Journey to the mysterious land of Orchha

Journey to the mysterious land of Orchha

Naturally fortified by craggy mountains, dense forests and Betwa River, it was impenetrable for external forces to invade Orchha

Gita HariUpdated: Saturday, June 24, 2023, 09:51 PM IST
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Orchha is cloaked in enigma. Its very name means masked or concealed. Nestled on the banks of Betwa River, the ancient town of Orchha in the Bundelkhand region in Madhya Pradesh times seems to have come to a standstill. Known for its iconic chhatris (cenotaphs), the architectural marvels, its splendid temples, the

UNESCO World Heritage site of Orchha ranks high on the bucket-list of history, food and culture buffs.

The intriguing Jahangir Mahal has 236 chambers, out of which 136 are underground, in a humongous, central courtyard. It lends its fort-like presence to the massive wooden gate, and huge bastions in its four corners. Built as a mark of respect for a friendly welcome of Emperor Jahangir, during the latter’s first visit to the city.

Adjacent to it is Raja Mahal by Raja Rudra Pratap Singh. It reflects the amalgam of Mughal and Rajput architecture. We could spot the glorious, twinkling mirror work on the top floor walls as the sunlight fell on them. The intricate stone jali work in the two audience halls — Darbar e khass and Darbaar e aam —are an art lover’s delight.

Our next stop was Ram Raja Temple housed in the Rani Mahal. This is the only temple where a gun salute is accorded to the deity. Ram is worshipped as a king. The evening aarti is a sight to behold and the gun salute resonates piercing through the night.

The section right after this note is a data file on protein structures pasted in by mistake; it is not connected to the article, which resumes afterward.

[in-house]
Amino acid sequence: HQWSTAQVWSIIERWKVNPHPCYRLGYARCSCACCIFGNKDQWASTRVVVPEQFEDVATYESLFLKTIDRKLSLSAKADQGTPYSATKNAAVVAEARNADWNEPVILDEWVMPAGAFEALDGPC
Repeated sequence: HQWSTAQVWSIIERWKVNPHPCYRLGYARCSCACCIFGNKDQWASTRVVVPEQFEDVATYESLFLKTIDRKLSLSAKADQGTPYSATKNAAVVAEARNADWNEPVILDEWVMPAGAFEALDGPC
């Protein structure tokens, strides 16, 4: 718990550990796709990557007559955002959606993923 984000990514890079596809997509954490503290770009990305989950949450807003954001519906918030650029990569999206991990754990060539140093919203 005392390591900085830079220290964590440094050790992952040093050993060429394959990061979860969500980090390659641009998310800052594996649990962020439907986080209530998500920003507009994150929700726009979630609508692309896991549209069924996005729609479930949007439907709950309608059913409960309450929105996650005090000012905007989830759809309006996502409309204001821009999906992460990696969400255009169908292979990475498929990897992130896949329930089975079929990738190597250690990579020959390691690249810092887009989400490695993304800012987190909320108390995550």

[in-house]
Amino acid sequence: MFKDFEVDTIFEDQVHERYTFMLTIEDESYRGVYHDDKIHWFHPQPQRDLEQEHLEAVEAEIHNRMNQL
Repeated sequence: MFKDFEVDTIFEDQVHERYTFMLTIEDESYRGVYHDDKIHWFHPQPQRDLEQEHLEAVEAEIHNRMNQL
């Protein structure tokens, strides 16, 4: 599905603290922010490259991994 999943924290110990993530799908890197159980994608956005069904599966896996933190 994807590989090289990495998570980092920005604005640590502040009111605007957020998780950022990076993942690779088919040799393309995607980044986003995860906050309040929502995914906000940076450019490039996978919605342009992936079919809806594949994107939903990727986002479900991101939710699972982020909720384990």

Cenotaphs of Orchha rulers of Bundela clan are called Chhatris. They resemble temples with a central chamber and four chambers. The Sound & Light Show was an exciting moment. Great battles, feats of heroic exploits, unrequited romantic lore, were recreated in front of our eyes as we were transported to another era, for a thrilling experience. The show also rendered an insightful idea of the architecture, paintings and culture of Bundelkhand.

No tour can be complete without tasting the local flavours. Wheat, rice, sorghum, millet and gram/ split gram prevail over Bundelkhandi cuisine. We found a liberal use of red chilies, cumin seeds, mustard seeds, oil or clarified butter (ghee), coriander as condiment, tomato, potato, onion, garlic, ginger, aubergine, green leafy veg, comprise the regular ingredients of cooking.

Our visit to the village of Kundalpur had us experience the bucolic life by way of a bullock cart ride, regional food and folk dance. We sat under mahua trees munching on scrumptious palak pakodas. The forest bears trees like mahua and kaitha berries which are included in the culinary offerings.

Influenced by the local tribes of Madhya Pradesh, the food was a classic style of preparation of tribal cuisine. The tribal women got together to whip up a thali for us using traditional methods like grinding kabit chutney on sil-bhatta, firing rotis and tikkad (thick whole wheat bread) and cooking a variety of dishes on chulhas. Kabit or kavit ki chutney is unmissable. Its unique zest comes from wood apple, senda namak, toasted cumin, fenugreek and fennel seeds with a little onion. All these ground together with green chillies, coriander leaves and jaggery make for a finger-licking relish.

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The thali is made out of joining palash leaves, with also the cups to hold gravy items, made of them. The first service was a flat bara — similar to our dahi vadas — soaked in chaas or buttermilk and served with powdered sugar. The accompaniments like launji (tomato relish) and sannata raita (takes its name sannata for silencing stomach problems) made it an interesting meal.

Desserts are not extravagant but delectable. Extracts of mahua flower finds its way along with milk and millet in the sugarless dessert Ras ki kheer. From buknu — a salted masala spread on rotis and sabzis — and Bundeli kadhi to thadula (deep-fried flatbread with four types of dals and masala) each preparation was distinct for its earthy flavours and distinct aroma.

To complete the Bundelkhandi experience, a local dance and music troupe entertained us with folk dance and songs!

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